Do not get us wrong, there is much to be criticized about the U.S.’s foreign policy, but there is something to be said for timing and context, not to mention statesmanship.
We think Gov. Romney needs to go back in history to learn how Americans of every party, religion and other persuasions have stood together in times of crisis.
Actually, he doesn’t have to go back very far, just 11 years to September 11, 2001.
In the last 24 hours, beginning with the 11th anniversary of 9/11, all hell has broken loose in the Middle East. Our diplomatic missions in Egypt and Libya have been attacked, with the U.S. ambassador to Libya among those brutally murdered by Islamists. Much will continue to be said about this, but the similarities to Iran 33 years ago are striking. And make no mistake about it, rightly or wrongly, this is now a major political issue in our presidential election, as it was in the 1980 presidential election. Just like that, in one explosive burst, foreign policy is on the front-burner in the 2012 campaign.
Over the last four years, longtime authoritarian Arab leaders in Egypt and Libya have been deposed, supplanted—we fear—by longtime extremist Islamic movements. In Egypt, Hosni Mubarak is gone. In Libya, Moammar Kaddafi is gone. Neither man was, by any stretch, a democrat. And yet, we worry that they have been replaced by something much worse.
Well, something similar unfolded in Iran 33 years ago, when a longtime authoritarian leader and close U.S. ally, the Shah, was replaced by an extremist Islamic movement headed by the Ayatollah, producing the world’s worst, longest-running theocratic/terrorist state. The moment was dramatized on November 4, 1979, when the U.S. embassy was seized and over 50 American hostages were captured and held for 444 days. Like in Egypt, it all seemed to begin, at least visually, symbolically, with the burning of the American flag at our embassy.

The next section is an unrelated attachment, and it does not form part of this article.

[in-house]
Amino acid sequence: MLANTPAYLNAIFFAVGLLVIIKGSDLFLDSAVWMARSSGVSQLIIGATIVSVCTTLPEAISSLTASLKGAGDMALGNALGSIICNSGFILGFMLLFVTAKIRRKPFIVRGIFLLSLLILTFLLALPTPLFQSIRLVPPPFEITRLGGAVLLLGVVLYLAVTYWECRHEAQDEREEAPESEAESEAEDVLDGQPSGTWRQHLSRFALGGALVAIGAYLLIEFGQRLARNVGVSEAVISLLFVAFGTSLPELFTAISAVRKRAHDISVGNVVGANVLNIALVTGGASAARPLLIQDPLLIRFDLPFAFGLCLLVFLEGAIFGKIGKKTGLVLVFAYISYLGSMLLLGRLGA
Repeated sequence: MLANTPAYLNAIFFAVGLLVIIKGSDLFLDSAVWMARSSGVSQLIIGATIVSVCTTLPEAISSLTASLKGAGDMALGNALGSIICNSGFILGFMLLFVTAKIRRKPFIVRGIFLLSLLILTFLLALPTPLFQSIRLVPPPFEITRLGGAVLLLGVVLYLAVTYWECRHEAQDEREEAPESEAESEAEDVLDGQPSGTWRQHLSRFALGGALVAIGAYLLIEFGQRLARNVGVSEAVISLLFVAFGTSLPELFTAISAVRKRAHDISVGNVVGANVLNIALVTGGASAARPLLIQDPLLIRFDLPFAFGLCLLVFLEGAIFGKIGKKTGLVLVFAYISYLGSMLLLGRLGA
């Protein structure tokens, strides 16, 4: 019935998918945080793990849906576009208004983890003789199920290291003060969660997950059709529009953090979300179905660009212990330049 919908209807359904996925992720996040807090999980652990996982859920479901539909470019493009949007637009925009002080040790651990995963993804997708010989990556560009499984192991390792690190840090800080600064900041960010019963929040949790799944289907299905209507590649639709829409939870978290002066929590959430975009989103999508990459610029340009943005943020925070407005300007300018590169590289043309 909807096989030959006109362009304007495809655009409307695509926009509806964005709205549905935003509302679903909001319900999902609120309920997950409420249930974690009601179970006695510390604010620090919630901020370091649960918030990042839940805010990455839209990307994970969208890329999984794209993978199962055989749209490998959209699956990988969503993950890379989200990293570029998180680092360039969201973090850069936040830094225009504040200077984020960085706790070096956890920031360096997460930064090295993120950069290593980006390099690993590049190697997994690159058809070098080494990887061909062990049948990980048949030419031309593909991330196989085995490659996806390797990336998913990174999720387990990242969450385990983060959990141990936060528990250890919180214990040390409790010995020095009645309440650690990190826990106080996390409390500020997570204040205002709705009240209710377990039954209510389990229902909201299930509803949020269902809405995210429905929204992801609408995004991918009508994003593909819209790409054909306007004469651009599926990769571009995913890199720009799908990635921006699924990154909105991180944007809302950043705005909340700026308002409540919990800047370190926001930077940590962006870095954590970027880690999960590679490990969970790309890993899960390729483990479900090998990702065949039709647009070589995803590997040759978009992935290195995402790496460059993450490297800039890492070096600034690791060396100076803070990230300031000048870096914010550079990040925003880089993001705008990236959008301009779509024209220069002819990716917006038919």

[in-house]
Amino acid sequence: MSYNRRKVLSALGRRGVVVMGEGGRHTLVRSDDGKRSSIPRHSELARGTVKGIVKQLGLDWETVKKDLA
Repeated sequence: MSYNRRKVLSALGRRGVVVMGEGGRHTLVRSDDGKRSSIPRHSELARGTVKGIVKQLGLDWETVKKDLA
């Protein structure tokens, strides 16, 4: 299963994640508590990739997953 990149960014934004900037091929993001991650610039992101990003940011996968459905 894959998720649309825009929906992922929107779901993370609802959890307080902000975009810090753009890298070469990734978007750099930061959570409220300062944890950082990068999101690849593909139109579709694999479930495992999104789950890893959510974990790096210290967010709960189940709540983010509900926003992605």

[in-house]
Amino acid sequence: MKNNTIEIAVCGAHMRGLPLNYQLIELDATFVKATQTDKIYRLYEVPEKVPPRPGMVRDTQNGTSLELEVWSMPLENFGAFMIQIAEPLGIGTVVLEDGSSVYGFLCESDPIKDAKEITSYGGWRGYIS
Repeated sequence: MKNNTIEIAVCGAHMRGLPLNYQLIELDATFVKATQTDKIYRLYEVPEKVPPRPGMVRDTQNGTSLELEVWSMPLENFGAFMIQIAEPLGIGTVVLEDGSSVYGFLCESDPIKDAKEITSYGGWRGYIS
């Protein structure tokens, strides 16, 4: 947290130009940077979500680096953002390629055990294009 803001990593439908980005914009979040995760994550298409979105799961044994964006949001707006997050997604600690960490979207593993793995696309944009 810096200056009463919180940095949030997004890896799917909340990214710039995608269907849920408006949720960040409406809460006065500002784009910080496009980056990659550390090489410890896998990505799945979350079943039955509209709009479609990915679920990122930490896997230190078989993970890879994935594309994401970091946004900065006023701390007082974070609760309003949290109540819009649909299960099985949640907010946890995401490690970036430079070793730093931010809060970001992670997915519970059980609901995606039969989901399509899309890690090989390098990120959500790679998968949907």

The current chaos in Egypt was reportedly precipitated not by any sort of vile commemoration of 9/11, but by an anti-Mohammed film released in parts on the internet and broadcast inside Egypt. That said, it was also reported that the American flag outside the embassy was replaced by pro-Al Qaeda (the perpetrators of 9/11) flags. What other factors may have sparked Egypt and the Libyan outburst? Fairly or unfairly, that’s where the politics comes in.
President Obama’s detractors are wasting no time looking for possible added motivations. They are noting the debate at the Democratic convention last week over Jerusalem. They are pointing to the news (released the same day, on September 11, 2012) that Obama allegedly refused an Israeli request for a meeting with Israeli Prime Minister Ben Netanyahu. They are stressing four years of (in their view) weakness, accommodation, amateurism, and a lack of clarity by the Obama administration in the Middle East, from Egypt and Libya to Iran and Syria. Indeed, the “clarity” factor was precisely Mitt Romney’s theme in his September 12 press conference in Jacksonville, Florida, where Romney repeatedly underscored the word “lead” or “leadership,” which he sees as lacking from Barack Obama.